- Syntax of the genitive construct: noun(s) - genitive article - genitive noun. Additionally, both families only allow 1 definite article in a genitive noun phrase, which specifies the genitive noun. Compare Hebrew beit ha-sefer (house the-book) 'schoolhouse' and Irish Tír na nÓg (land the-Youth) 'Land of Youth'

Looking at this from the perspective of historical linguistics, these similarities likely developed by chance. Another possibility is that they reflect common areal phenomena, which requires uncovering how and when the two families had the kind of contact that could produce this result. Celtic and Semitic linguists are skeptical of the few hypotheses elaborated so far.

Some issues with linking Celtic & Semitic: the Celtic features above are unique to Insular Celtic (particularly Irish); these supposedly Semitic features don't show up in other languages more likely to be influenced (in, say, Italic by, perhaps, Phoenician); there is strong, ancient textual evidence supporting the idea that these features developed naturally in Insular Celtic; there is even stronger evidence that Proto-Semitic demonstrated most (all?) of these features prior to the existence of Celtic as a distinct Indo-European branch.

A more plausible link between the families is suggested by what possibly amount to Semitic loan words in our remote ancestral tongue, Proto-Indo-European (like PIE *woynos 'wine' from Semitic *waynu). See http://paleoglot.blogspot.com/2008/08/list-of-possible-proto-semitic-loanword.html for a sample list. It's a curious thought, since Proto-Indo-European and Proto-Semitic were likely spoken around the same time.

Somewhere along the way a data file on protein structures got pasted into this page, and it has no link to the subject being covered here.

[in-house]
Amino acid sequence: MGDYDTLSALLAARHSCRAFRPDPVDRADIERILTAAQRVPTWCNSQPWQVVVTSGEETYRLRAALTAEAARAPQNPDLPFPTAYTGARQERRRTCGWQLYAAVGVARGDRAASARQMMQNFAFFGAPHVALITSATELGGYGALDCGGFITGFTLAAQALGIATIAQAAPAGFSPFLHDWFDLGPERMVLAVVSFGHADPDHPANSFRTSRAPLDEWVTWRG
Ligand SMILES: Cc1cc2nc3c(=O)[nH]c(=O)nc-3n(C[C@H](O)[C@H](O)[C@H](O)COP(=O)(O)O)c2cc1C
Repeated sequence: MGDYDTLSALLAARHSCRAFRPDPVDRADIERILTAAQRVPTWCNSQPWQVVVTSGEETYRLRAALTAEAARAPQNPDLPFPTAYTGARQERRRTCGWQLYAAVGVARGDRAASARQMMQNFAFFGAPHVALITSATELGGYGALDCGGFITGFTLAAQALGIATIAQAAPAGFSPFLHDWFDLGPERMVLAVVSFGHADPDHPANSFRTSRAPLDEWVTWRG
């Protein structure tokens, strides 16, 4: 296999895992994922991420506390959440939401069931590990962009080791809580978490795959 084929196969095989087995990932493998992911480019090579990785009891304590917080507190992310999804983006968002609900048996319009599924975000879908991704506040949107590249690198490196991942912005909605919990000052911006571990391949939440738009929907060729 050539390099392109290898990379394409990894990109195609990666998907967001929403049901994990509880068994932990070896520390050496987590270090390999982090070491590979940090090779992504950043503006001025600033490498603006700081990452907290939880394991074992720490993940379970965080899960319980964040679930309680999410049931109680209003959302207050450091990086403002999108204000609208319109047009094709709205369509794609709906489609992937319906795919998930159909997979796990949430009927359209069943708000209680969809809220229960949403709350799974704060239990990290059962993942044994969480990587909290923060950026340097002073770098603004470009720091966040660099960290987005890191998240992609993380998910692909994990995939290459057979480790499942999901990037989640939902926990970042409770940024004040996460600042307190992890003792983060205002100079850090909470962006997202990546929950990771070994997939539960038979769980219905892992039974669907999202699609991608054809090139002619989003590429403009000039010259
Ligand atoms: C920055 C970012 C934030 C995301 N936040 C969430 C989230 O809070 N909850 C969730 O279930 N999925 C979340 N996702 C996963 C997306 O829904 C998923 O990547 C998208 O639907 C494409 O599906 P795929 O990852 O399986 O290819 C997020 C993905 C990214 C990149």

How do experts or linguists go about learning a language? Is their way different or better?

As with all people, "linguists" and "experts" have varying approaches and different interests that drive their individual learning goals. However, there are some key differences between seasoned learners and first-timers. In general, linguists don't search for the right program or method to giftwrap the language for them. Instead, linguists tend to focus on the language itself. This is a more active approach - talking to native speakers, listening to music, reading books, watching T.V., etc. These experts also seek out consistently sporadic exposure to the language. This means maintaining prolonged contact with the language, during which time the examples you hear are spontaneous and native, not forced. This is in opposition to the pre-planned lessons with scripted conversations that many learners just repeat for the sum total of a couple hours a week.